- The Washington Times - Saturday, November 16, 2002

Attorneys for sniper suspect John Lee Malvo failed yesterday in two court bids to improve what they call "inhumane" treatment of the 17-year-old being held at the Fairfax County Adult Detention Center.
Circuit Judge M. Langhorne Keith rejected a motion filed by Mr. Malvo's court-appointed guardian, Todd Petit, to have the teenager moved from the adult jail to a juvenile detention center. Mr. Malvo was ordered held without bail in Fairfax County Nov. 8 on capital murder charges in the shooting Oct. 3 of FBI analyst Linda Franklin outside a Home Depot at the Seven Corners Shopping Center in Fairfax County.
Judge Keith was swayed in his decision by testimony from juvenile jail Superintendent George Corbin, who repeatedly stated that the teenager would be a security risk. Mr. Corbin described the juvenile jail as a "minimum-security" facility, and said his staff does not carry guns and that the jail has no perimeter fence and no guard towers.
"In my professional opinion, the Fairfax County Adult Detention Center is more secure than the Juvenile Detention Center," Mr. Corbin said. "As a custodian, I clearly felt this young man posed a threat to the safety and security of my building."
Later in the day, Mr. Malvo's court-appointed attorney, Michael Arif, argued in an emergency motion filed with the Juvenile and Domestic Relations Court that his client is being treated in an inhumane manner, locked in solitary confinement under constant surveillance with "nothing to do but look at the walls."
Through the two hearings, Mr. Malvo sat at the defense table, sometimes following the discourse, sometimes staring off and once in the afternoon laying his head on the table over his folded arms. He was led into the hearings in handcuffs, with more than a dozen sheriff's deputies guarding the courtroom. He wore a green jumpsuit, his hair slightly unruly but without a hint of a beard on what remains a boyish face.
Mr. Arif told Judge Charles J. Maxfield that the teenager had been given nothing to read, was monitored by guards even as he showered and used the toilet, and had only a thin mattress and blanket on the floor on which to sleep. Mr. Arif described how the teenager had torn a business card to bits to play makeshift games of checkers on a tabletop board.
"This is about the right to human dignity," Mr. Arif said. "I think my client is being treated completely inappropriately."
Commonwealth's Attorney Robert F. Horan Jr. said Mr. Arif's claims of inhumane treatment "fall just slightly short of frivolous."
"Jail is not a nice place," Mr. Horan said after the hearing, "but I think it's better than the front seat of a Caprice." Mr. Malvo and his companion, John Allen Muhammad, were arrested Oct. 24 while sleeping in a blue 1990 Chevrolet Caprice that police believe was used during a three-week shooting spree that killed 10 persons and wounded three in Maryland, the District and Virginia. They are also charged with shootings in Louisiana, Alabama and Georgia, and are suspected in a shooting in Washington state.
Mr. Muhammad, 41, faces capital murder charges in Prince William County in the shooting of Dean Harold Meyers as he filled his car with gas in Manassas.
Mr. Arif said the Fairfax County Sheriff's Office, which oversees the jail, had provided some relief since the motion was filed, allowing a curtain behind which Mr. Malvo can shower and use the toilet. But he appealed to the judge to order the sheriff to dim the lights in Mr. Malvo's cell at night and provide the youth with vegetarian meals.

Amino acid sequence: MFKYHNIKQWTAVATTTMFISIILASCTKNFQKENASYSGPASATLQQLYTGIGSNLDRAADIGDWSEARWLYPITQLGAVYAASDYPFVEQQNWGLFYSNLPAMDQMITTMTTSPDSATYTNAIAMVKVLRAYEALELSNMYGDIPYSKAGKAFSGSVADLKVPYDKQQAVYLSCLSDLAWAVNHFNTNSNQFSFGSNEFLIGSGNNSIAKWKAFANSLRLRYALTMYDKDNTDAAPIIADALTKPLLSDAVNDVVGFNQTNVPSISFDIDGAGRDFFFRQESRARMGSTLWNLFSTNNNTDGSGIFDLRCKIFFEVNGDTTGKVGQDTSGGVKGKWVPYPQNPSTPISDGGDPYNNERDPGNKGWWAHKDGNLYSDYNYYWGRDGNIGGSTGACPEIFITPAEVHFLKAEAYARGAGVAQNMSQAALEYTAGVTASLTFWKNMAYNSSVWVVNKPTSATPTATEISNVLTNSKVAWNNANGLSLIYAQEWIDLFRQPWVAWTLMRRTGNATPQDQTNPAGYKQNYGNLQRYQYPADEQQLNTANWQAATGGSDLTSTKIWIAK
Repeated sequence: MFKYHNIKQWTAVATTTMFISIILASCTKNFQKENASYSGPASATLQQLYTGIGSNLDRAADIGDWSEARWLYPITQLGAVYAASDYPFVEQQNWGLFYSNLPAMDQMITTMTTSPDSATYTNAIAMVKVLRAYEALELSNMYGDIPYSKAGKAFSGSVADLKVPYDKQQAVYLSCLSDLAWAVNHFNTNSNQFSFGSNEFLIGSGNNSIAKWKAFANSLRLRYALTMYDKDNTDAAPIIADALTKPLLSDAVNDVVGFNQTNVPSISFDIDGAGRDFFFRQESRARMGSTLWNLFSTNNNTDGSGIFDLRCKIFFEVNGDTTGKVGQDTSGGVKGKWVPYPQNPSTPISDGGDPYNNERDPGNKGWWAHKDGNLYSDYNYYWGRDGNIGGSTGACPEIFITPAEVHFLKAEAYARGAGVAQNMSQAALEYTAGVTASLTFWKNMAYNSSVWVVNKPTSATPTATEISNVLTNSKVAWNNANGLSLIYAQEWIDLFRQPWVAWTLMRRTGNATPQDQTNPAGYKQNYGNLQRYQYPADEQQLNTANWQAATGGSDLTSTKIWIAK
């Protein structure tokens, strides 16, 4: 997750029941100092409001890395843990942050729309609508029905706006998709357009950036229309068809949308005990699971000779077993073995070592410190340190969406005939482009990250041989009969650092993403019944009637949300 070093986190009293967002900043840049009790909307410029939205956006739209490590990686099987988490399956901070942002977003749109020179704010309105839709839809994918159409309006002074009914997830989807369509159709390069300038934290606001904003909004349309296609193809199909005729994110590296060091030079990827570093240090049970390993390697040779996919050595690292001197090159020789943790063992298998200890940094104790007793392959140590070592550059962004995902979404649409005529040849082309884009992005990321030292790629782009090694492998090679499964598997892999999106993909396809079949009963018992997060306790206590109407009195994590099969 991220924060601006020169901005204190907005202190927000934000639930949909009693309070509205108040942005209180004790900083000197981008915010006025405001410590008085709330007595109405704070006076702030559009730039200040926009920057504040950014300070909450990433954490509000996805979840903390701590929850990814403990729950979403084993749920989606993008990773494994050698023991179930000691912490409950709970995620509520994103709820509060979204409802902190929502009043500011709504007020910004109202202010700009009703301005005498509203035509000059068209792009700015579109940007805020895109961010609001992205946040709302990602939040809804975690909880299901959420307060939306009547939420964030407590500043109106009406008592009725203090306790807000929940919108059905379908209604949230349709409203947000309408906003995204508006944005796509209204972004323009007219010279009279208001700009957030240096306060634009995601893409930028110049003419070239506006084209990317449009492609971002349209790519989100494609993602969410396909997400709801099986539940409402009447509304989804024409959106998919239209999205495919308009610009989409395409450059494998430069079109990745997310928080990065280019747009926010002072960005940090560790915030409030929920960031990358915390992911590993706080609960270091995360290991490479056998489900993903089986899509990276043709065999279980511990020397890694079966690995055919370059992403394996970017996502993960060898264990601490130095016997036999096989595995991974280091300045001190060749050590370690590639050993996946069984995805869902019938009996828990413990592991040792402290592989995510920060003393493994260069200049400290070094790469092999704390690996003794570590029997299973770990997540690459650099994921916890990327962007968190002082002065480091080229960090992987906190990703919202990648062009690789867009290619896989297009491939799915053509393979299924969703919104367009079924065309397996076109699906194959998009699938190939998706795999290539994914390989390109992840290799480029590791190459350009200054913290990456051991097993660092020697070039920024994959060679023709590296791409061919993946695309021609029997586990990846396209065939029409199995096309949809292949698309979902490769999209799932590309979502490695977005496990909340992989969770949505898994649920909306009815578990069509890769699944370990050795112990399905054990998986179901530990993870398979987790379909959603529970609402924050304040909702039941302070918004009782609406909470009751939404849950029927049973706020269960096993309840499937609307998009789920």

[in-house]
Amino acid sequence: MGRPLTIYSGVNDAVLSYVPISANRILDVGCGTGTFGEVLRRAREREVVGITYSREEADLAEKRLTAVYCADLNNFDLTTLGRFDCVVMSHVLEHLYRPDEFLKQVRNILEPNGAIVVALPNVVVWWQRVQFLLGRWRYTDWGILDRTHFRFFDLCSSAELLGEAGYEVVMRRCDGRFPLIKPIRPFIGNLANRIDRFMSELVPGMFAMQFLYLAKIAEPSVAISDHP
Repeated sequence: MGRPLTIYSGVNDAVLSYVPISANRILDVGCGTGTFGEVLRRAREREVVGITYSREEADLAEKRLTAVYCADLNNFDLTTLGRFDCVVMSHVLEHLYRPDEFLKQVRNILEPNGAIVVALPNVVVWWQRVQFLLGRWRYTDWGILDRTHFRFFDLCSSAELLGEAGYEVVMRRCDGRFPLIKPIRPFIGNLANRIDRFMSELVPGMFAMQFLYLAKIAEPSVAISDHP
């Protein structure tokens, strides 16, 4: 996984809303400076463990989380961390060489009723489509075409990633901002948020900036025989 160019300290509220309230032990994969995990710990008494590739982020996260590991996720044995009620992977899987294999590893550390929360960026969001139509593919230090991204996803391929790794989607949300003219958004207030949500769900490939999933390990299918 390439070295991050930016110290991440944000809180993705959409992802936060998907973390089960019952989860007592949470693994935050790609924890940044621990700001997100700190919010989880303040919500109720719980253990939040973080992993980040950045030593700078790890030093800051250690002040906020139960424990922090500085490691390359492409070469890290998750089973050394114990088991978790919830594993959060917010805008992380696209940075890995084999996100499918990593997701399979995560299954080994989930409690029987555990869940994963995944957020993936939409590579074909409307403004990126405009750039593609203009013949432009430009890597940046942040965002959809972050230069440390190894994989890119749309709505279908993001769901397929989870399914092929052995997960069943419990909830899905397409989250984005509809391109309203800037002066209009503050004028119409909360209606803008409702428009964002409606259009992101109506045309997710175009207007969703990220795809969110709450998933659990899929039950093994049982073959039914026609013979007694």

Judge Maxfield rejected the motion, saying he would need "a lot more evidence" before issuing such an order. However, he did grant Mr. Arif's request that legal counsel be notified before any routine medical or psychological screenings of Mr. Malvo. Prison officials generally interview inmates at least once a week to determine their mental status and any special concerns, and Mr. Malvo's attorneys were concerned the information could later be used against their client in court.
Fairfax County Sheriff Stan G. Barry said the request was unprecedented but that he would comply. As far as Mr. Arif's other assertions, the sheriff said Mr. Malvo was considered a high-risk inmate and had been treated no differently than other high-risk inmates, including keeping one of the two overhead lights in his cell on all night for observation.
Sheriff Barry said the teenager had been denied a shower curtain because he was under "intense suicide watch" from the time he first arrived at the jail until a psychological screening could be completed. He is no longer under suicide watch.
Sheriff Barry said every meal at the jail includes vegetables but that special meals are only prepared for inmates with religious dietary restrictions or food allergies.
"As far as personal preferences, we don't accommodate those," Sheriff Barry said.
Also yesterday, Judge Keith denied a motion from Mr. Muhammad's attorney, Peter Greenspun, seeking a gag order on local and federal law enforcement authorities after news reports disclosed details of a questioning session Nov. 7 during which Mr. Malvo reportedly took responsibility for several of the shootings.
Judge Keith said he had no authority to issue an order affecting the FBI and said he needed more evidence that Fairfax County police were responsible for leaking information to the media before imposing a prior restraint on them.


Copyright © 2018 The Washington Times, LLC. Click here for reprint permission.

The Washington Times Comment Policy

The Washington Times welcomes your comments on Spot.im, our third-party provider. Please read our Comment Policy before commenting.

 

Click to Read More and View Comments

Click to Hide